- The Washington Times - Monday, June 13, 2005

The Senate yesterday passed a resolution of apology for its failure to pass anti-lynching legislation 101 years after the first such bill was introduced in Congress.

The resolution is the first apology by Congress on the nation’s past deeds of “terrorism” against blacks, but senators said it was important to note that American Indians, Italians, Mexicans and Americans of other ethnicities were also subject to lynchings.

“It is important that we address this issue in the United States and are honest with ourselves and tell the truth about what happened,” said Sen. Mary L. Landrieu, Louisiana Democrat and a co-sponsor of the resolution. “The Senate was uniquely culpable as the House passed three bills that the Senate failed to act on.”

Sen. George Allen, Virginia Republican, also a co-sponsor said the resolution, said it “does show the character of this nation that we are still trying to achieve that goal of justice and equality for all.”

The Senate held three hours of debate on the apology and passed the resolution by voice vote, which some senators said spoke volumes about race relations.

“It is a statement in itself that there are not 100 co-sponsors on this resolution and a statement that we are not having an up-or-down vote,” said Sen. John Kerry, Massachusetts Democrat.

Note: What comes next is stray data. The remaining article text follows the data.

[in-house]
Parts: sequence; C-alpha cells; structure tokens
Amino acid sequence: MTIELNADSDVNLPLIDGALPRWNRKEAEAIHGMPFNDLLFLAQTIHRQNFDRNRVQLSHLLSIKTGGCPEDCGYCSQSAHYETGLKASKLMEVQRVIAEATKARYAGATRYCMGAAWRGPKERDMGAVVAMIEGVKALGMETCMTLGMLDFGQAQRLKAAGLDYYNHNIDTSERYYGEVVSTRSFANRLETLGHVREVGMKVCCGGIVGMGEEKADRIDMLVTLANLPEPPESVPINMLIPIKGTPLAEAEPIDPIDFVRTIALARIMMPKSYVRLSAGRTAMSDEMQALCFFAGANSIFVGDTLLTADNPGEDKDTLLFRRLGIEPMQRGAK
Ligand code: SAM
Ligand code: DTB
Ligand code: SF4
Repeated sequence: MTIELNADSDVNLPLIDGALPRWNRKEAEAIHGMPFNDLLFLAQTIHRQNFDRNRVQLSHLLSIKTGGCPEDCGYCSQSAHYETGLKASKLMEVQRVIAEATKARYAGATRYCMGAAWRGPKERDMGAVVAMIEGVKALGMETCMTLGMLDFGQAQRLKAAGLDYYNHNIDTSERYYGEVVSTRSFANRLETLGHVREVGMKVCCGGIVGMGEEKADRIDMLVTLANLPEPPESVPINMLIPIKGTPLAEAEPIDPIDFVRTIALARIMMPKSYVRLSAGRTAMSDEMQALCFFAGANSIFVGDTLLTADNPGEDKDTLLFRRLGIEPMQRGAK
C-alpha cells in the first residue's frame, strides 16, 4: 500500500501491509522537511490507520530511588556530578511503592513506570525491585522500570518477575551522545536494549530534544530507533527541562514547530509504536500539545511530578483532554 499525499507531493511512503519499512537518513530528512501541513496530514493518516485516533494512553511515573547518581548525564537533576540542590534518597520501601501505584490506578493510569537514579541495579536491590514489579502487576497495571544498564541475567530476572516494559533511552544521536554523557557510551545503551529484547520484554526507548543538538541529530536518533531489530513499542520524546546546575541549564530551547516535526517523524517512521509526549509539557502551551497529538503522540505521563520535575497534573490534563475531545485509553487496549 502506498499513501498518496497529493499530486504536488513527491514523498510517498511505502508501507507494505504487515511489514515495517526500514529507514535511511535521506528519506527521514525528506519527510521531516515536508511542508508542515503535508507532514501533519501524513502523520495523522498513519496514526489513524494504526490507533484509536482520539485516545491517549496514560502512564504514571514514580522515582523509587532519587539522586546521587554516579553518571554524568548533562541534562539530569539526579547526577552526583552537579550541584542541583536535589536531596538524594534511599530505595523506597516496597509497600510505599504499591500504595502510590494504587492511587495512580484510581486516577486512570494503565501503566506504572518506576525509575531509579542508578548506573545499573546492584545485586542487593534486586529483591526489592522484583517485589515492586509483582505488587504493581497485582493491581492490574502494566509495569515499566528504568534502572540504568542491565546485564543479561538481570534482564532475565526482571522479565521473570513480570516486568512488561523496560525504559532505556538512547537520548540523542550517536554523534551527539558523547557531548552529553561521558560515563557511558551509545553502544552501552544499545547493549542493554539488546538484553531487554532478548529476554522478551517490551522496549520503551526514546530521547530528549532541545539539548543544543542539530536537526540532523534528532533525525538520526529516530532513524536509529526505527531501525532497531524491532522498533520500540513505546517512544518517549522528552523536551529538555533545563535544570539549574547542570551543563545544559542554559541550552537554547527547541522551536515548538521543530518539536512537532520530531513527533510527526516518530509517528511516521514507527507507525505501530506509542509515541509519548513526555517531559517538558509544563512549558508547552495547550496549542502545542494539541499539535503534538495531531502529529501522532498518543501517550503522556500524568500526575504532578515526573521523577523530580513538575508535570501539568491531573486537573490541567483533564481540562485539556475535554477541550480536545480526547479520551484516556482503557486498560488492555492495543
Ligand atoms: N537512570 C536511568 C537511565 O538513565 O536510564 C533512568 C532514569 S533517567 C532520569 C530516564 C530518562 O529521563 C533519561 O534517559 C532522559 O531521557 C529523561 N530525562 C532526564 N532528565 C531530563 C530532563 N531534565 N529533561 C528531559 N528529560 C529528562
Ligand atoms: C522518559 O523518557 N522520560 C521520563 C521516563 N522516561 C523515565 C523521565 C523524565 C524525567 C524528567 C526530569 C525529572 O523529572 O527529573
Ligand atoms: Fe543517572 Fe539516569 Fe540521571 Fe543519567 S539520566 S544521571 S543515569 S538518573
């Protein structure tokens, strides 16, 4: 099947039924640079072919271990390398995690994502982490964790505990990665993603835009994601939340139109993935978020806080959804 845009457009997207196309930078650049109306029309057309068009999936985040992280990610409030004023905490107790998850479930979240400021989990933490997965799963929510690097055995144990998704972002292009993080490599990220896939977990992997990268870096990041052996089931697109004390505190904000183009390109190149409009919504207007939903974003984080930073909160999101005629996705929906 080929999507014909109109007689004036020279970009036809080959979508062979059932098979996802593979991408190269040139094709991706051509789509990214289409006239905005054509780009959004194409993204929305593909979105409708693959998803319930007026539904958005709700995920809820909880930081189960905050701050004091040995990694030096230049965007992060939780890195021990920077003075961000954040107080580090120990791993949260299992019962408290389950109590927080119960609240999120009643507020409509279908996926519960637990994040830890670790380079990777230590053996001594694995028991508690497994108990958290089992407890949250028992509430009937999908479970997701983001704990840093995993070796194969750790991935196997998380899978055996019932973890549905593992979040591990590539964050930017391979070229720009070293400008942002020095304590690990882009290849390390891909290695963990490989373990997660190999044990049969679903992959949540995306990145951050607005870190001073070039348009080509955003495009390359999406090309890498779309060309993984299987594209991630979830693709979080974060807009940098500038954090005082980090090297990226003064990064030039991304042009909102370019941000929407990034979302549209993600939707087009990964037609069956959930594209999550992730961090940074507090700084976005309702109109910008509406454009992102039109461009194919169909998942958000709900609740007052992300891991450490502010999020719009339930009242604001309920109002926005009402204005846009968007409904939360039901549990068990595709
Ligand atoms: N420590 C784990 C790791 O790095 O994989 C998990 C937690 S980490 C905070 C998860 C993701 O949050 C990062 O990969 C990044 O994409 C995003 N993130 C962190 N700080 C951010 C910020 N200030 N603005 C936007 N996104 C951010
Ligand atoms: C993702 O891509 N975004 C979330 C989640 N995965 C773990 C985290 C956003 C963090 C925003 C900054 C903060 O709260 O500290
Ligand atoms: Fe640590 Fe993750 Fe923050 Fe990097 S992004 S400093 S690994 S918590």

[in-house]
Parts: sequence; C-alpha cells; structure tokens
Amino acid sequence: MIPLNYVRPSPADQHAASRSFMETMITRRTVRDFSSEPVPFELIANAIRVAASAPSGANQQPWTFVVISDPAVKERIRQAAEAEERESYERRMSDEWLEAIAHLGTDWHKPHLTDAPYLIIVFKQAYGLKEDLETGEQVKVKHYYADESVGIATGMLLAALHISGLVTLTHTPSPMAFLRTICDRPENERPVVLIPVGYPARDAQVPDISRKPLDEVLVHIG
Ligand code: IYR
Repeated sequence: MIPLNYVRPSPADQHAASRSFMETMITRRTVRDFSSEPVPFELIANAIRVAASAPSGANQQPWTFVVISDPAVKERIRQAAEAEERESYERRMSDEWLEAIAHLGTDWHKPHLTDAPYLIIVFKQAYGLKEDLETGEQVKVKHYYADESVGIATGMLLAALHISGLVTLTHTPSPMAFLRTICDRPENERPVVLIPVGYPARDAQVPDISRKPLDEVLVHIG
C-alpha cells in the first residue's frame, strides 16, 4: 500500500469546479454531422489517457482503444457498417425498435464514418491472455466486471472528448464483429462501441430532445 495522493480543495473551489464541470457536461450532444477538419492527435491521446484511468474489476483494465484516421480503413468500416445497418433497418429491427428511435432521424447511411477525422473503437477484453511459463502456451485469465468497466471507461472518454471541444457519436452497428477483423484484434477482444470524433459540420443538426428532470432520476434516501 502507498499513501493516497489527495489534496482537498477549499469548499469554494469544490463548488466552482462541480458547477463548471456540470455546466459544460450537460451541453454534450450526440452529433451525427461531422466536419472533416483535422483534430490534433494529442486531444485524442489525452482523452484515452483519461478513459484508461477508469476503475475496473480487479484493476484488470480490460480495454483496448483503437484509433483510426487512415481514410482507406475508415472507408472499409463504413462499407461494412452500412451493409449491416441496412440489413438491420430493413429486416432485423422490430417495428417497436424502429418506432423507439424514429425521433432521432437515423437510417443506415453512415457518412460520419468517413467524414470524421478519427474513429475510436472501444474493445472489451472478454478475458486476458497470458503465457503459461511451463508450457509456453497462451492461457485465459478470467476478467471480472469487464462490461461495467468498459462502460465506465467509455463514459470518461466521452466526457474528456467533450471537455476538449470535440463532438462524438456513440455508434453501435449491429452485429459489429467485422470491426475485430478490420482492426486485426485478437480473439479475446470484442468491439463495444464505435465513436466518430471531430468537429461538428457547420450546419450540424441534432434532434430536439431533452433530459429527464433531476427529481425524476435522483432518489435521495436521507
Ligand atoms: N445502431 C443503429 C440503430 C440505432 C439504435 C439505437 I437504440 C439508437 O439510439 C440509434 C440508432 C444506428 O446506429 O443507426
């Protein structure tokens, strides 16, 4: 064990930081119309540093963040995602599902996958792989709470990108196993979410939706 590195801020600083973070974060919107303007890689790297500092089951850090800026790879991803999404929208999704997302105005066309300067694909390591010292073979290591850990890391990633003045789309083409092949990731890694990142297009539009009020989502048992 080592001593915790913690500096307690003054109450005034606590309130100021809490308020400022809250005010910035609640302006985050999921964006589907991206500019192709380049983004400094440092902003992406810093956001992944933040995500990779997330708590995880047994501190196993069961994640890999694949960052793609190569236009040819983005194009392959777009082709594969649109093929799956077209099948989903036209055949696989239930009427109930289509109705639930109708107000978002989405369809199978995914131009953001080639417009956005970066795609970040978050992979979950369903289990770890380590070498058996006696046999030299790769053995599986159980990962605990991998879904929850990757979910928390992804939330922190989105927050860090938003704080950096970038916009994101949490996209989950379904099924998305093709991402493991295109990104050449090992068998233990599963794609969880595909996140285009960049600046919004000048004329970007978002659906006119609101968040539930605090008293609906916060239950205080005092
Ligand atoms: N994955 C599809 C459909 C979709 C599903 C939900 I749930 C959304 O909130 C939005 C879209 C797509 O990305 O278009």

About 75 senators signed an enlarged facsimile of the resolution that has been displayed in the Democratic and Republican Senate cloakrooms for the past week. Mrs. Landrieu said many senators have been traveling and that the resolution will stay on display to give all senators an opportunity to sign it.

Supporters of the resolution said this will only be a beginning in their effort to right the wrongs of slavery and government-sanctioned Jim Crow policies that denied blacks the right to vote, eat and drink at the place of their choosing, among myriad other infringements.

Lawyer E. Faye Williams said she will not rest until the Senate’s oldest office building no longer carries the name of former Sen. Richard B. Russell, Georgia Democrat, who led a filibuster for six days to block one of the anti-lynching bills in 1935.

“We started with that in mind, but we did not get a single sponsor to change the name of the office building,” Mrs. Williams said. “This apology is a rebuke of Sen. Russell, but we will not stop.”

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